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Lumber exports look solid – COFI 2014

Forest products manufacturers in BC can look forward to several years of solid growth and good pricing according to the opening session at this year’s Council of Forest Industries (COFI) annual conference.

April 2, 2014  By  Scott Jamieson

Held April 2-3 in Kelowna, the conference opened with the traditional market overview. Patricia Mohr, the well known VP economics and commodity market specialist at Scotiabank Group, and Glen Hodgson, senior VP and chief economist at the Conference Board of Canada outlined the global and BC economic outlooks for the over 400 industry delegates in attendance.

Mohr noted that the forest sector’s share of the bank’s established Canadian commodity price index has fallen in recent years owing to the recent deep recession. When the index weighting was re-jigged in 2012, forestry represented just 15 per cent of the index, with energy now responsible for a whopping 40 per cent. She expects forestry’s share to rise in the coming years.

“With the recovery now well underway in forestry, I hope we’ll see that share rise again the next time we look at the weighting.” She had other good news to share.

China booming

For starters, she feels that fears over a slowing of the Chinese economy are largely unfounded. A close observer of this rapidly-growing economic powerhouse, Mohr agrees that recent GDP growth rates of 9 per cent per annum are likely to moderate. Yet this is the result of deliberate policy changes in China, where new leaders are moving away from a “growth at all costs” mentality to a more modest, but still impressive target of 7 per cent.


“Growth in 2014 will be slower than 2012 and 2013, which saw growth rates of 7.7 per cent. Still, we expect growth to be a very solid 7 per cent.” She also predicts that the US economy will grow nicely, making for a solid one-two punch in the BC forest sector’s two main markets.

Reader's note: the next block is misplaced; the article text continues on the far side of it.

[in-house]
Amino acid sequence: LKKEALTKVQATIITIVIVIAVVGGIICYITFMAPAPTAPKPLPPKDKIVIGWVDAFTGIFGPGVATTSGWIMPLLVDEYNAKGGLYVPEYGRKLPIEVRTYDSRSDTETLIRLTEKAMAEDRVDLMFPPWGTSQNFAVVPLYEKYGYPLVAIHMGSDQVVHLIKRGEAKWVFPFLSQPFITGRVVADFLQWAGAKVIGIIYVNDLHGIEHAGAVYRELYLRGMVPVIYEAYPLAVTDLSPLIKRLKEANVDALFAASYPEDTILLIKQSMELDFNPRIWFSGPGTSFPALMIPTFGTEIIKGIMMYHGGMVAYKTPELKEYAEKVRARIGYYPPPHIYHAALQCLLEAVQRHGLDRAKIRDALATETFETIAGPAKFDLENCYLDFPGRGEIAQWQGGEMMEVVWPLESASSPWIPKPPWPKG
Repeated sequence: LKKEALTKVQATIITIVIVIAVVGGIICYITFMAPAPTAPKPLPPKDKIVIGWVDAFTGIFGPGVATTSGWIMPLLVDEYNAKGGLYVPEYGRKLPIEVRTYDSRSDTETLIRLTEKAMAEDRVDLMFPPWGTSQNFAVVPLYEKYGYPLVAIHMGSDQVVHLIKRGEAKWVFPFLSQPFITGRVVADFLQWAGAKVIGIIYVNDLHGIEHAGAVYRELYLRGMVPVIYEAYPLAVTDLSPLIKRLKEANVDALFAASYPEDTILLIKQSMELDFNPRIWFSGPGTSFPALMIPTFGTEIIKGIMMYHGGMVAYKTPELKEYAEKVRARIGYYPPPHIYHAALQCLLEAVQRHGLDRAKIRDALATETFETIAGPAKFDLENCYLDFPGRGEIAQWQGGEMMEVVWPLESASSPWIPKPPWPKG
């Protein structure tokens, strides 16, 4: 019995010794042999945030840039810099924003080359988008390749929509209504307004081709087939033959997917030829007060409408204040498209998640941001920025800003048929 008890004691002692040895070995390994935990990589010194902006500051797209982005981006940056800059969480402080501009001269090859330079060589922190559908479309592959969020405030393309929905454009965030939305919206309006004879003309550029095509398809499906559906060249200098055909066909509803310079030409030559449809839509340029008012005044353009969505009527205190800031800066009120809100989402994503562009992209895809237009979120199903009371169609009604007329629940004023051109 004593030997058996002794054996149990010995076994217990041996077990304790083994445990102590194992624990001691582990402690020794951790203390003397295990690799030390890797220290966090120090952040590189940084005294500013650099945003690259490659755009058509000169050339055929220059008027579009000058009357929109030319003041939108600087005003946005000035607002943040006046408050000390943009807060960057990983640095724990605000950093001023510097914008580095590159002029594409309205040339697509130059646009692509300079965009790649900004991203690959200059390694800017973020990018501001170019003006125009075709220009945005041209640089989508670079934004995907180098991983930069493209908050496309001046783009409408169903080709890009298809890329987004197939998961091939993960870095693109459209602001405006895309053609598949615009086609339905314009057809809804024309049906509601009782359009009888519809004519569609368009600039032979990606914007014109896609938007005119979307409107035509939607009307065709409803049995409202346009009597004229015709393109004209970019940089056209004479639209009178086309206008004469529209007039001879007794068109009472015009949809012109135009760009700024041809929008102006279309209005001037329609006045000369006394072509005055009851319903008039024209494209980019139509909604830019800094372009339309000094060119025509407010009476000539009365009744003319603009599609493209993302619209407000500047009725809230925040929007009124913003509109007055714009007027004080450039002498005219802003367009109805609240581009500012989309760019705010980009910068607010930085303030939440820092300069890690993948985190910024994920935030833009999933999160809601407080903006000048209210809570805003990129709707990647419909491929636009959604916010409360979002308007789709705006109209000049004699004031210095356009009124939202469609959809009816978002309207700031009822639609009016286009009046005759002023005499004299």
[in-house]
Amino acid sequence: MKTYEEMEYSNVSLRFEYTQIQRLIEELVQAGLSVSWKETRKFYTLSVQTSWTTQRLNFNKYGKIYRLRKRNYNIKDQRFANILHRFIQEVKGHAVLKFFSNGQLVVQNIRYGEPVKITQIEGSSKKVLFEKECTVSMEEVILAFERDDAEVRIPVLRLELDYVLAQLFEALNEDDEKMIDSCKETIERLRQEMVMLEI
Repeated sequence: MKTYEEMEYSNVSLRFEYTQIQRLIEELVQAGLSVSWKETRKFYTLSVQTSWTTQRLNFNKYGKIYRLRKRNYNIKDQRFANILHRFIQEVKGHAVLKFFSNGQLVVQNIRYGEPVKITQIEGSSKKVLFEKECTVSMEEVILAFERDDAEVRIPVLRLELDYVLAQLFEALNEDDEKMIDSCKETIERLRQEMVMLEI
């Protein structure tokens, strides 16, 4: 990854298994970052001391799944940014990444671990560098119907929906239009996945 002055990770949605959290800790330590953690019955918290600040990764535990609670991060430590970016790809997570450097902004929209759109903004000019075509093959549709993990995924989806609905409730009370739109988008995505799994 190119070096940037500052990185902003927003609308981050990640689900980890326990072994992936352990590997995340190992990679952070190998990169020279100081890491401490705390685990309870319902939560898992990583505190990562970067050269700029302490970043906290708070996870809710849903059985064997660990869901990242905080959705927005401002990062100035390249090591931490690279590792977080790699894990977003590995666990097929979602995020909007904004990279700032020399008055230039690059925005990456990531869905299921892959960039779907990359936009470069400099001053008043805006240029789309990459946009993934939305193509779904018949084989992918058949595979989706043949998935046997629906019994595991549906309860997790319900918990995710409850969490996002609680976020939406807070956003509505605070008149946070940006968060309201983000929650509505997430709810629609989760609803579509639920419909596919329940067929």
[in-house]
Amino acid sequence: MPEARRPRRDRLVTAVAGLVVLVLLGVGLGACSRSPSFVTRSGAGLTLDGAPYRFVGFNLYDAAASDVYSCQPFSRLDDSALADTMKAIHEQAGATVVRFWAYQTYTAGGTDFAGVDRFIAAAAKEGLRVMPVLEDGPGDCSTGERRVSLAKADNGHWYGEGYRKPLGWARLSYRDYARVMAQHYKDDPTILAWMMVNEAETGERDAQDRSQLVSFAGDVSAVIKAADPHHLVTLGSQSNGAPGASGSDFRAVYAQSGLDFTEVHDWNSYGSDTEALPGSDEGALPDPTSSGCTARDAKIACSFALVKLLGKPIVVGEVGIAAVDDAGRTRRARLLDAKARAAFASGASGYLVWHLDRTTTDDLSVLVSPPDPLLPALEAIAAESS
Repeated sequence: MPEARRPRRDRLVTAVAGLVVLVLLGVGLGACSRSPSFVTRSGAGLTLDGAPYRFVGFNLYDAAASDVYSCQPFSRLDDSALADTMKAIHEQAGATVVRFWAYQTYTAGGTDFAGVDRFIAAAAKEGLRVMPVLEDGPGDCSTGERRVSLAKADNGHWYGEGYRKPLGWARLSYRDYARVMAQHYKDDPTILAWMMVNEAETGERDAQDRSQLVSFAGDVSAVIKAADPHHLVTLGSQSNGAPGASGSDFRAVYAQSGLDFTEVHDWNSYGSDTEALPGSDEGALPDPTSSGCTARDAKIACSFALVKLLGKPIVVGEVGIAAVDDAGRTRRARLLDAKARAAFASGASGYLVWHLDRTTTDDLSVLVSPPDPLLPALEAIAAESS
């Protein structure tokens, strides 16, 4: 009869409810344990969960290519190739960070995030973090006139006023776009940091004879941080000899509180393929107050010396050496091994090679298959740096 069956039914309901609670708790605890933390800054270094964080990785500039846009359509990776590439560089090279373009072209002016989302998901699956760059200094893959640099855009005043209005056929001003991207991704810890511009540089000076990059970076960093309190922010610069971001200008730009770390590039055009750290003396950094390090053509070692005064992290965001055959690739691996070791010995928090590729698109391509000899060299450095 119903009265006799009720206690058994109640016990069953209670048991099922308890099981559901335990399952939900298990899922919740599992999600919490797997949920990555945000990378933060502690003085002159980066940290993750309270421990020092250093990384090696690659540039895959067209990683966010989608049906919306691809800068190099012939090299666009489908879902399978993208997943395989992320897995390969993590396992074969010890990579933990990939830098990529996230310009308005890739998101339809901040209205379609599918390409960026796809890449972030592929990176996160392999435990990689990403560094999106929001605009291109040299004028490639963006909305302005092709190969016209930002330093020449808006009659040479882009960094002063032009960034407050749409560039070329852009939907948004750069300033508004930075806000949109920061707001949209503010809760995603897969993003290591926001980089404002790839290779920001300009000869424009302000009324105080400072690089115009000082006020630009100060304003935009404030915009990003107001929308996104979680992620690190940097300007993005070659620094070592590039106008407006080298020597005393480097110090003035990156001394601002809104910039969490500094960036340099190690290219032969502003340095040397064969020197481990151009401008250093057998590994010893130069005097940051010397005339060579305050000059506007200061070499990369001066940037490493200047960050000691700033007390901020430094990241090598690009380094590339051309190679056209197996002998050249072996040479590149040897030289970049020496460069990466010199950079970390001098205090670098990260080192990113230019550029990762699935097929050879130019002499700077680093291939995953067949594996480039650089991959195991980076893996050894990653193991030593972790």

Hodgson agrees with Mohr’s assessment of modest growth in the US economy and significant growth in US housing starts. Both economists shared forecasts of around 1.1 million starts in 2014 followed by rapid growth to 1.5 million starts in 2015. While both see the trend favouring more multi-family unit starts at the expense of single-family starts, they add that remodeling and refurbishing of the nation’s aging housing stock will also be an attractive market for lumber and panel products.

Yet this will pale in comparison to what Mohr sees coming in China’s housing market. Recently-released insights into the government’s priorities show plans to increase urbanization in China from the current 54 per cent to 60 per cent by 2020. To illustrate that torrid pace, Mohr notes that this means moving 100 million people – yes 100 million – into urban centres this year alone.

“That obviously points to construction on a massive level. I think there is an opportunity here that hopefully the BC forest sector can continue to tap into.” Indeed, she notes that BC lumber exports to China were up six per cent in 2013.

Currency gains

The economists also agreed on where the Canadian dollar is likely to trade in coming months. Both see it sitting in the 88 to 90 cent range over the coming 18 months, which also augers well for wood exporters. Add to that expectations of Western SPF 2×4 averages in the $390 range this year and hitting $400 in 2015, and prospects look good for the industry in the coming few years. Hodgson suggests the industry use those good times to invest in production efficiency, automation and innovation.

“We see wages rising in the coming few years at a rate above inflation, so it’d be wise to look hard at productivity to counter that as much as possible. Also, Canadian industry in general has been a laggard when it comes to investing and innovating. We are seeing some positive signs in the forest sector, as companies move to innovative products and non-traditional technologies. We’ll need to see more of that for the industry to secure a long-term future and growth.”

Hodgson sees significant growth in the BC forest sector this year and next, after which it will taper off and plateau in the following years.

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